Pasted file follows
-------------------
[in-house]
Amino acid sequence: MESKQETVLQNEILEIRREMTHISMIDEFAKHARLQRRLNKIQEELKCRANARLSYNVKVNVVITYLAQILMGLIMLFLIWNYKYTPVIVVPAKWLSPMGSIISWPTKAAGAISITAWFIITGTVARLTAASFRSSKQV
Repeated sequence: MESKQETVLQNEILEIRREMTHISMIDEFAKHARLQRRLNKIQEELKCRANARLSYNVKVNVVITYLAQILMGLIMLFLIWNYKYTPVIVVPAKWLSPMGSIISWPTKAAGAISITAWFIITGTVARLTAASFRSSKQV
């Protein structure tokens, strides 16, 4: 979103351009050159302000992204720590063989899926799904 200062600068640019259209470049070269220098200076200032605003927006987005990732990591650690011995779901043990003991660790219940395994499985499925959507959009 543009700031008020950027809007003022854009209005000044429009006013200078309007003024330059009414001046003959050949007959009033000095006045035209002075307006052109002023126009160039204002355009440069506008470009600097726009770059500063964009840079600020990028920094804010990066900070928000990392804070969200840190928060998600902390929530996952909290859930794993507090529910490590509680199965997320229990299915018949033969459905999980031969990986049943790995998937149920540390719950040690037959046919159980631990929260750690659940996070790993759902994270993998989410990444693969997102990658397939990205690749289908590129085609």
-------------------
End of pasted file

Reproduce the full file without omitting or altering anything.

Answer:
[in-house]
Amino acid sequence: MESKQETVLQNEILEIRREMTHISMIDEFAKHARLQRRLNKIQEELKCRANARLSYNVKVNVVITYLAQILMGLIMLFLIWNYKYTPVIVVPAKWLSPMGSIISWPTKAAGAISITAWFIITGTVARLTAASFRSSKQV
Repeated sequence: MESKQETVLQNEILEIRREMTHISMIDEFAKHARLQRRLNKIQEELKCRANARLSYNVKVNVVITYLAQILMGLIMLFLIWNYKYTPVIVVPAKWLSPMGSIISWPTKAAGAISITAWFIITGTVARLTAASFRSSKQV
């Protein structure tokens, strides 16, 4: 979103351009050159302000992204720590063989899926799904 200062600068640019259209470049070269220098200076200032605003927006987005990732990591650690011995779901043990003991660790219940395994499985499925959507959009 543009700031008020950027809007003022854009209005000044429009006013200078309007003024330059009414001046003959050949007959009033000095006045035209002075307006052109002023126009160039204002355009440069506008470009600097726009770059500063964009840079600020990028920094804010990066900070928000990392804070969200840190928060998600902390929530996952909290859930794993507090529910490590509680199965997320229990299915018949033969459905999980031969990986049943790995998937149920540390719950040690037959046919159980631990929260750690659940996070790993759902994270993998989410990444693969997102990658397939990205690749289908590129085609």